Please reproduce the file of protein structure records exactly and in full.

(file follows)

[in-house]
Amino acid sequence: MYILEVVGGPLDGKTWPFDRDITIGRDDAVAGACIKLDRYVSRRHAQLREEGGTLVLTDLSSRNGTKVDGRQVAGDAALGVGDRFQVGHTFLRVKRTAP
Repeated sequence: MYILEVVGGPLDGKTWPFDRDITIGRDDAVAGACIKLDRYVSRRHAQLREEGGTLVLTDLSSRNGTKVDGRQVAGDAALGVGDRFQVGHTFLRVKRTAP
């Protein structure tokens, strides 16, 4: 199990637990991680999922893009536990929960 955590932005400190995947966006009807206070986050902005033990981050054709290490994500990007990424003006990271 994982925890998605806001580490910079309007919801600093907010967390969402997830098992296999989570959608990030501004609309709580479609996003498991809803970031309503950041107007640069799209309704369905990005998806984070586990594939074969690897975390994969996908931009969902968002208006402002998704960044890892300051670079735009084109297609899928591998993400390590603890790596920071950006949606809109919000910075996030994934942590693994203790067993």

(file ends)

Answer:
[in-house]
Amino acid sequence: MYILEVVGGPLDGKTWPFDRDITIGRDDAVAGACIKLDRYVSRRHAQLREEGGTLVLTDLSSRNGTKVDGRQVAGDAALGVGDRFQVGHTFLRVKRTAP
Repeated sequence: MYILEVVGGPLDGKTWPFDRDITIGRDDAVAGACIKLDRYVSRRHAQLREEGGTLVLTDLSSRNGTKVDGRQVAGDAALGVGDRFQVGHTFLRVKRTAP
């Protein structure tokens, strides 16, 4: 199990637990991680999922893009536990929960 955590932005400190995947966006009807206070986050902005033990981050054709290490994500990007990424003006990271 994982925890998605806001580490910079309007919801600093907010967390969402997830098992296999989570959608990030501004609309709580479609996003498991809803970031309503950041107007640069799209309704369905990005998806984070586990594939074969690897975390994969996908931009969902968002208006402002998704960044890892300051670079735009084109297609899928591998993400390590603890790596920071950006949606809109919000910075996030994934942590693994203790067993």